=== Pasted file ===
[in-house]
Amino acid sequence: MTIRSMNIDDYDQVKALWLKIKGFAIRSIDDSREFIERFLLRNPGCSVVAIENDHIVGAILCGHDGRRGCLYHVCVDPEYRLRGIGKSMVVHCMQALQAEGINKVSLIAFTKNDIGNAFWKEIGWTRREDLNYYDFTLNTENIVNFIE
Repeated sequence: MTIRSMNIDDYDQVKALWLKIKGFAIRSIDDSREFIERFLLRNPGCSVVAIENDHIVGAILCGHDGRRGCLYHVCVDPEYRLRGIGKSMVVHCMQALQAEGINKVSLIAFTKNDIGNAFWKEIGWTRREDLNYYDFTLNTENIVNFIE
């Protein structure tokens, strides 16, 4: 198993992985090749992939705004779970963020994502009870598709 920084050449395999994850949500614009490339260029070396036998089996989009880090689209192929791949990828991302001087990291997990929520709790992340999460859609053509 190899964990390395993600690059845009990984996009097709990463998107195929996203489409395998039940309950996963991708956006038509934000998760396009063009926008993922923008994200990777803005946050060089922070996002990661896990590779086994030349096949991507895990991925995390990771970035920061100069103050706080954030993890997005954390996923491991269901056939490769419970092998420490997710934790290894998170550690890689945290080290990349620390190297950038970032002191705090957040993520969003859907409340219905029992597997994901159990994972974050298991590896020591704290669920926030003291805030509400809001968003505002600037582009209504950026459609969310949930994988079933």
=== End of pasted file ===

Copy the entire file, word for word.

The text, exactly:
[in-house]
Amino acid sequence: MTIRSMNIDDYDQVKALWLKIKGFAIRSIDDSREFIERFLLRNPGCSVVAIENDHIVGAILCGHDGRRGCLYHVCVDPEYRLRGIGKSMVVHCMQALQAEGINKVSLIAFTKNDIGNAFWKEIGWTRREDLNYYDFTLNTENIVNFIE
Repeated sequence: MTIRSMNIDDYDQVKALWLKIKGFAIRSIDDSREFIERFLLRNPGCSVVAIENDHIVGAILCGHDGRRGCLYHVCVDPEYRLRGIGKSMVVHCMQALQAEGINKVSLIAFTKNDIGNAFWKEIGWTRREDLNYYDFTLNTENIVNFIE
């Protein structure tokens, strides 16, 4: 198993992985090749992939705004779970963020994502009870598709 920084050449395999994850949500614009490339260029070396036998089996989009880090689209192929791949990828991302001087990291997990929520709790992340999460859609053509 190899964990390395993600690059845009990984996009097709990463998107195929996203489409395998039940309950996963991708956006038509934000998760396009063009926008993922923008994200990777803005946050060089922070996002990661896990590779086994030349096949991507895990991925995390990771970035920061100069103050706080954030993890997005954390996923491991269901056939490769419970092998420490997710934790290894998170550690890689945290080290990349620390190297950038970032002191705090957040993520969003859907409340219905029992597997994901159990994972974050298991590896020591704290669920926030003291805030509400809001968003505002600037582009209504950026459609969310949930994988079933």